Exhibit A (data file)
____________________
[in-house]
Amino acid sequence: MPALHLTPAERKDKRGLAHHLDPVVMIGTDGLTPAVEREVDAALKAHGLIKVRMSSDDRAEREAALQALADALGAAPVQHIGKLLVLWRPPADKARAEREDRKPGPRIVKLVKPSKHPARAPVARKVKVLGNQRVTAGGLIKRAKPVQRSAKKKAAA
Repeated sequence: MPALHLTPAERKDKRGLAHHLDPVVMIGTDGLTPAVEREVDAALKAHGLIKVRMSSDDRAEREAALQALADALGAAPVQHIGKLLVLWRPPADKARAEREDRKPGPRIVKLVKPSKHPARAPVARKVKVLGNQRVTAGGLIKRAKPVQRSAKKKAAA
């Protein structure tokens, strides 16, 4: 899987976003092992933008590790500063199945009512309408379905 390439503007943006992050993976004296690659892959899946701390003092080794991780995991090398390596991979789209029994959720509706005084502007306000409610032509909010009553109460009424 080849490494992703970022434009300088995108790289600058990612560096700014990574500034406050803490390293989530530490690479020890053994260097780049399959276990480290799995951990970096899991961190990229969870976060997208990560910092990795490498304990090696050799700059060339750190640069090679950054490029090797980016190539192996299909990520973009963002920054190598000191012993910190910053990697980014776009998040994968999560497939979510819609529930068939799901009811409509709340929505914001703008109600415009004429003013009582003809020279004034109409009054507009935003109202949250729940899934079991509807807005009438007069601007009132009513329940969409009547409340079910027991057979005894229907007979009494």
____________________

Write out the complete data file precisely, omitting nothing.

[in-house]
Amino acid sequence: MPALHLTPAERKDKRGLAHHLDPVVMIGTDGLTPAVEREVDAALKAHGLIKVRMSSDDRAEREAALQALADALGAAPVQHIGKLLVLWRPPADKARAEREDRKPGPRIVKLVKPSKHPARAPVARKVKVLGNQRVTAGGLIKRAKPVQRSAKKKAAA
Repeated sequence: MPALHLTPAERKDKRGLAHHLDPVVMIGTDGLTPAVEREVDAALKAHGLIKVRMSSDDRAEREAALQALADALGAAPVQHIGKLLVLWRPPADKARAEREDRKPGPRIVKLVKPSKHPARAPVARKVKVLGNQRVTAGGLIKRAKPVQRSAKKKAAA
């Protein structure tokens, strides 16, 4: 899987976003092992933008590790500063199945009512309408379905 390439503007943006992050993976004296690659892959899946701390003092080794991780995991090398390596991979789209029994959720509706005084502007306000409610032509909010009553109460009424 080849490494992703970022434009300088995108790289600058990612560096700014990574500034406050803490390293989530530490690479020890053994260097780049399959276990480290799995951990970096899991961190990229969870976060997208990560910092990795490498304990090696050799700059060339750190640069090679950054490029090797980016190539192996299909990520973009963002920054190598000191012993910190910053990697980014776009998040994968999560497939979510819609529930068939799901009811409509709340929505914001703008109600415009004429003013009582003809020279004034109409009054507009935003109202949250729940899934079991509807807005009438007069601007009132009513329940969409009547409340079910027991057979005894229907007979009494």